As part of a long-term project all individuals are marked with numbered and coloured plastic rings (AC Hughes LTD., Middlesex, UK, size XCL) and the date of the first capture is reported in a database. Most juveniles were caught and marked during their year of birth in summer, so that we know the age of individuals that were marked as juveniles. However, new unmarked adult individuals are occasionally caught, of which we do not have direct information about the year of birth. The age of these individuals was therefore estimated with the help of the knowledge that we have on the social structure of this species: Following the approach outlined in Greiner and colleagues [24], we assumed that unmarked females found in colonies after the lactation period are immigrants that were born either in the year of capture if caught in winter (age = 1) or in the previous year (age = 2) if caught in summer. This is based on the finding that female juveniles disperse after getting weaned in late summer to avoid inbreeding with their father, while male offspring remain in their natal colony [25]. We assigned the age of males that were marked as adults in the same way, assuming that unmarked adult males were not caught during their juvenile stage, as they were probably roosting in a more remote place of the colony. Such assignments were done for in total 32 out of 128 individuals (17 aged as 1 year old; 10 aged 2 years; 1 aged 3 years; 1 aged 4 years; 2 aged 5; 1 aged 6 years).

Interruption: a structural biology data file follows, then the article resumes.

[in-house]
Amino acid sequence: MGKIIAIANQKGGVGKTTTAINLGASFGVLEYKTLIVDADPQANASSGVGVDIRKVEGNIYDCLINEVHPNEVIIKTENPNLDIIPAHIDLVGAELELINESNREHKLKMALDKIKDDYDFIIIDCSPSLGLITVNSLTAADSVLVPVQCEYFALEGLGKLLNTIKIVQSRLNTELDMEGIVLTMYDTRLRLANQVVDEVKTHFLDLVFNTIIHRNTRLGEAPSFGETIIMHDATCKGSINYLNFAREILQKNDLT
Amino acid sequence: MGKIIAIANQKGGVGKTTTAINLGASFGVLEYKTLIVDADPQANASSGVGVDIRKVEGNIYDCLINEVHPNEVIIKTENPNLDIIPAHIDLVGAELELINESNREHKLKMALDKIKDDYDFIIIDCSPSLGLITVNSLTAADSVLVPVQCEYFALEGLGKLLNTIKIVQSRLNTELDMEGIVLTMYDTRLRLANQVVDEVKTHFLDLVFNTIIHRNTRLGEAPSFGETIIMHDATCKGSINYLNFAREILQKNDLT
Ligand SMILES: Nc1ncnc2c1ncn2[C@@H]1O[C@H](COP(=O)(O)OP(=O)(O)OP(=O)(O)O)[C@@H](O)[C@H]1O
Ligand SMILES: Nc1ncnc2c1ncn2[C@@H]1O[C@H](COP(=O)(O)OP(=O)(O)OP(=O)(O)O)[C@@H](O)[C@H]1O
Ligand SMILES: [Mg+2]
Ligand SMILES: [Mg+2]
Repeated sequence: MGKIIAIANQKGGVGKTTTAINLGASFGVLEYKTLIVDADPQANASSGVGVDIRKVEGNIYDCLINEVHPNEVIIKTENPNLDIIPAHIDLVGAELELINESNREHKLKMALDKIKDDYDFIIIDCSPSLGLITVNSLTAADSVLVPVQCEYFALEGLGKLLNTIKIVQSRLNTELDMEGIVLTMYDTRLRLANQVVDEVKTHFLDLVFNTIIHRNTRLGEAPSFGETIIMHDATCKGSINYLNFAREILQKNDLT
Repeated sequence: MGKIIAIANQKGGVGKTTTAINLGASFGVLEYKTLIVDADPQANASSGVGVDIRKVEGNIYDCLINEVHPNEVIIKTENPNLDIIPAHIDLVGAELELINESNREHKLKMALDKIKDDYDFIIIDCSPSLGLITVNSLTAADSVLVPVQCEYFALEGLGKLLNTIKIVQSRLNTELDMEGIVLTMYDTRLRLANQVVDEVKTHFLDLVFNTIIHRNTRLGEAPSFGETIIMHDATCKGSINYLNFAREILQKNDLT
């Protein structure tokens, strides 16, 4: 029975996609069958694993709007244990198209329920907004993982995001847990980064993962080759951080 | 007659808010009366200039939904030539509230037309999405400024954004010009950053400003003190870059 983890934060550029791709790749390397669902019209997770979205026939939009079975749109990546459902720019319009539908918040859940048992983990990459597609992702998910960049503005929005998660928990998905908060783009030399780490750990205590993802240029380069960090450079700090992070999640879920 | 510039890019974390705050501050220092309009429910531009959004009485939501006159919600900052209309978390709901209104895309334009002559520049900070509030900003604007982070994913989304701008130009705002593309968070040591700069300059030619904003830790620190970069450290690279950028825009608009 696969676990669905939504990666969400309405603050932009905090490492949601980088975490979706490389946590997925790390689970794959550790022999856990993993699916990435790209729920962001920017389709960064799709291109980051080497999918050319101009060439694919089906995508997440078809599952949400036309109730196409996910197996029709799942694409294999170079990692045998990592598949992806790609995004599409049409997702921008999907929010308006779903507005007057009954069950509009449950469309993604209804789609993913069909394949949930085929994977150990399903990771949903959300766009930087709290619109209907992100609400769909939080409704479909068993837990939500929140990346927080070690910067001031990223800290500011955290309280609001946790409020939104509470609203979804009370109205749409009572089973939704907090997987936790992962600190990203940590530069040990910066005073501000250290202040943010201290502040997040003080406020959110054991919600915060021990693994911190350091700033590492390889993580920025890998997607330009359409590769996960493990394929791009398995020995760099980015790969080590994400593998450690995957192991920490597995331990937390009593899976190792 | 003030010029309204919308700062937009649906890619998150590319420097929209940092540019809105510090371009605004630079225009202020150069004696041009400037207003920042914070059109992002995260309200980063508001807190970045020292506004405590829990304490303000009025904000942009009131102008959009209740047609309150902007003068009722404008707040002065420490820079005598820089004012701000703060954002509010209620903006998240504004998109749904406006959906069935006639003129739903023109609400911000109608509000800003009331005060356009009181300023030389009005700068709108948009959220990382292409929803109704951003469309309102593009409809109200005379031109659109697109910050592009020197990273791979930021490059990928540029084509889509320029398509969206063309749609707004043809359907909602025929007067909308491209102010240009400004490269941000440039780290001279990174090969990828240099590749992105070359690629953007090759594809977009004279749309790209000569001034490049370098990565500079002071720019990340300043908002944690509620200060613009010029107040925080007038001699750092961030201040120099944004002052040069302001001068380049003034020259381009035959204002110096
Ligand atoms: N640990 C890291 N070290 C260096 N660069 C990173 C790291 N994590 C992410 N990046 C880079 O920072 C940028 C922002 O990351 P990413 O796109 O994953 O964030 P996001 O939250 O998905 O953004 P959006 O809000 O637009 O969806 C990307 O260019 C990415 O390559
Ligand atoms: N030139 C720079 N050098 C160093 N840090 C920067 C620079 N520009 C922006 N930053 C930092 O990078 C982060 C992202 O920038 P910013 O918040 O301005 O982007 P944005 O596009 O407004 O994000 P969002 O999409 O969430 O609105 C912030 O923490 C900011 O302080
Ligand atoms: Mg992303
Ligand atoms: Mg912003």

Estimating survival

Survival was estimated from census data collected during two seasons each year (once during sample collection in November/December, and once during July/August the next year) during the day. In the colony, individuals do not form clusters but remain at a minimum distance of 5–8 cm from each other [26]. This allowed us to identify bats either by taking photographs of the colony and identifying the individuals later on by matching the coloured rings with the database, or by identifying the colour of rings with short-range binoculars. Colony members were well habituated to the presence of an observer, enabling us to identify and observe individuals from a distance of 3–8 meters.